Meet the Athletes

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  • Lani DeMello: Proving Them Wrong

    She was born with an intellectual disability and a heart condition.  Doctors told Lani’s mother “just take her home; she’s never going to achieve anything.”  Today, Lani is a medalist in rhythmic gymnastics, thanks to her determination and hard work. 

  • Matt Montgomery: Acceptance

    Matt Montgomery has found a place for himself in Special Olympics Missouri.  His limited speech makes it hard for him to participate in his community.  But he can be himself at Sports Camp and Special Olympics events.  This gives him the acceptance he deserves.

  • Kerry Hagner: Community Leader

    “I have been participating in Special Olympics for 10 years.   I compete in basketball, swimming, Alpine skiing, horseback riding and cycling.  I love Special Olympics because I get to meet other people with other disabilities and become their friends, and I have fun in the sports that I play with my new friends.  I’ve also gained a lot of self confidence from participating in Special Olympics.  I’m now a Global Messenger and give speeches and media interviews all the time.  I am truly a leader in my community now and I am very proud of that!”

  • PJ Bernardis: Power of Sport

    PJ has been competing in Special Olympics for 11 years, winning countless medals in the sports of downhill skiing, swimming and tennis. His mother, Peggy, says: “Our son PJ has benefited beyond words from his involvement in Special Olympics! He thrives on the competitions and loves the attention he gets from the fans, coaches and volunteers. More impressive is the dedication, determination, enthusiasm, teamwork and cooperation he has learned from his Special Olympics experiences."

  • Jacque Mason: Caterpillar to Butterfly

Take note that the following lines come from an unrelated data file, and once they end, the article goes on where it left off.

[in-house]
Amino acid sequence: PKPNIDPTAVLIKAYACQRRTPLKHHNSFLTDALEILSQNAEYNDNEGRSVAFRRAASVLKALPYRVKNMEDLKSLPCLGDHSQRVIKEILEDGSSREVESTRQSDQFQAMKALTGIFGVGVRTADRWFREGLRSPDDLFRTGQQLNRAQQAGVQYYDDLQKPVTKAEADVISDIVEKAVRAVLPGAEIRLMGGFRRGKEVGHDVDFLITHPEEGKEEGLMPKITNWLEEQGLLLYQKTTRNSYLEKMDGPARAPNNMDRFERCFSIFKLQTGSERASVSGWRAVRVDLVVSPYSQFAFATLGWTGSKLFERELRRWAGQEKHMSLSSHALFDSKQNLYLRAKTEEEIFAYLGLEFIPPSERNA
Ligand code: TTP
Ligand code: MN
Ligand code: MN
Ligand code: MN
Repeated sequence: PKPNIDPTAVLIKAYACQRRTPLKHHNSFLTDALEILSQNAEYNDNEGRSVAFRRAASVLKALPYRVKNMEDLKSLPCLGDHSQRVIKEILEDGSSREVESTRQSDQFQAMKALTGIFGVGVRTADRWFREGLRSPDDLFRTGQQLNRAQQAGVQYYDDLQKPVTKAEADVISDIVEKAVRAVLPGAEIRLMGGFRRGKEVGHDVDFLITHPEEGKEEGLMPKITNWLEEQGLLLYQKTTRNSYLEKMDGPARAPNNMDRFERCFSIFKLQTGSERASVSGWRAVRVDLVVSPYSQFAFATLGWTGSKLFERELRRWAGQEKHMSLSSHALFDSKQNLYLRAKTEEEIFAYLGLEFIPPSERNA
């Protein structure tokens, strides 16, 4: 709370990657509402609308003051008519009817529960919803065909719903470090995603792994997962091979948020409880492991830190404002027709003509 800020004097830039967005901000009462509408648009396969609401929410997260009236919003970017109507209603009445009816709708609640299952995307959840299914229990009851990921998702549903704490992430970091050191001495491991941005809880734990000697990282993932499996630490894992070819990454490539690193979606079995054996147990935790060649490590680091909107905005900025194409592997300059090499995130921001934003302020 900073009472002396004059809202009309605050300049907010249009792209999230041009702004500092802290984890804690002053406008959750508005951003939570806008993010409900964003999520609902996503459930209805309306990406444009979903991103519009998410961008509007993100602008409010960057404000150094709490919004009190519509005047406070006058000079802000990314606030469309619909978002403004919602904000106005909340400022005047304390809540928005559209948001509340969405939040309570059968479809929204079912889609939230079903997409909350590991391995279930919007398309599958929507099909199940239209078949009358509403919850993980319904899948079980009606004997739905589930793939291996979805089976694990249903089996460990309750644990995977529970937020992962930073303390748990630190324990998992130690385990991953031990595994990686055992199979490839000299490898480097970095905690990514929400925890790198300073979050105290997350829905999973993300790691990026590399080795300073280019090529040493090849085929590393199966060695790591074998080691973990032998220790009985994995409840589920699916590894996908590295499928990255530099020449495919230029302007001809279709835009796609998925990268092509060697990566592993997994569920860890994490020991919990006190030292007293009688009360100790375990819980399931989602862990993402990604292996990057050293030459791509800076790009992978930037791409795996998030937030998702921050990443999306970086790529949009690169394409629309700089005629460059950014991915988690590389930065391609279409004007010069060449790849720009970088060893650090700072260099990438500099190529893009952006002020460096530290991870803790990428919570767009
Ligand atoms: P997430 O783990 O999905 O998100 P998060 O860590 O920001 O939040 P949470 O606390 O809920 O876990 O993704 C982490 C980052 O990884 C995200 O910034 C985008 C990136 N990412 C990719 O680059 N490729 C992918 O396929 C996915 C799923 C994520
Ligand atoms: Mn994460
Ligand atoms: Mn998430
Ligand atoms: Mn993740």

Jacqueline Mason is energetic, confident and outgoing. It is difficult to believe that before Special Olympics, Jacque was reclusive and too frightened to make eye contact.  Jacque's coach and friend Mary Jane says, "It's just amazing that Special Olympics has given her this opportunity to flourish. With each success, her self-esteem and self-confidence increase. Now, she goes to school, works and competes in two sports. The change is dazzling."

  • Mike Bailey: A Family Affair

    Mike Bailey was born with Down syndrome and has been an avid Special Olympics athlete since he was a child. His parents say that getting their son involved with Special Olympics "was most likely one of the -- if not the -- most important decisions we ever made for Mike."  Special Olympics also gave the Baileys an opportunity to form lifelong friendships and cheer for their son.

  • Sara Abbott: Beating the Odds

    When Sara Abbott was an infant, doctors said she would never walk or talk; she was not supposed to live past the age of 30. She has a rare genetic disorder, which results in intellectual disability, and is frequently associated with insatiable appetite, low metabolism, and subsequent obesity. Yet today, at age 37, she participates in Special Olympics sports and lost 150 lbs. Sara took home three gold and two silver medals at the summer Special Olympics USA National Games. 

  • Nicholas Vandenburgh: Inspiration

    Nick Vandenburgh started Special Olympics when he was 13 years old and competes in pentathlon, cheered on by his family.  He wins a lot but is always working to be better, to go to the next step.  His sister, Taylor, says “I am so proud of Nick!  He is an inspiration to me.  He inspires me to be great and to be better.”